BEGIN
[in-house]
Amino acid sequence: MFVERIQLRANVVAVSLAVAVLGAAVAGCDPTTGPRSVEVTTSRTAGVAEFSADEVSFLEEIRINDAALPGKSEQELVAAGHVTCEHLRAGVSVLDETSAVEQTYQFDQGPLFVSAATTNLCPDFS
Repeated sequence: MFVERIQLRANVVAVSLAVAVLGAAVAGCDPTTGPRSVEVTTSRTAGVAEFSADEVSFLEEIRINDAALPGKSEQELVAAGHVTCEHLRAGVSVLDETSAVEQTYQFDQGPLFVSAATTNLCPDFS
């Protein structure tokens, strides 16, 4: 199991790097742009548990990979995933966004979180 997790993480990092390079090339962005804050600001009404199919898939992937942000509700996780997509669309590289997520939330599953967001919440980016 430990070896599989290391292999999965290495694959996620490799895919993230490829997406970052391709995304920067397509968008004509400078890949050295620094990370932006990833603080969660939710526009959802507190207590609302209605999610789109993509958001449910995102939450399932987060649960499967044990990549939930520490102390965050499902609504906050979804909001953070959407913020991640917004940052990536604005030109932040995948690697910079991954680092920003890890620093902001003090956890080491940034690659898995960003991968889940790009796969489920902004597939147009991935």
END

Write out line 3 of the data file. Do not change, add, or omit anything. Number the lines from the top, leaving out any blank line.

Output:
Repeated sequence: MFVERIQLRANVVAVSLAVAVLGAAVAGCDPTTGPRSVEVTTSRTAGVAEFSADEVSFLEEIRINDAALPGKSEQELVAAGHVTCEHLRAGVSVLDETSAVEQTYQFDQGPLFVSAATTNLCPDFS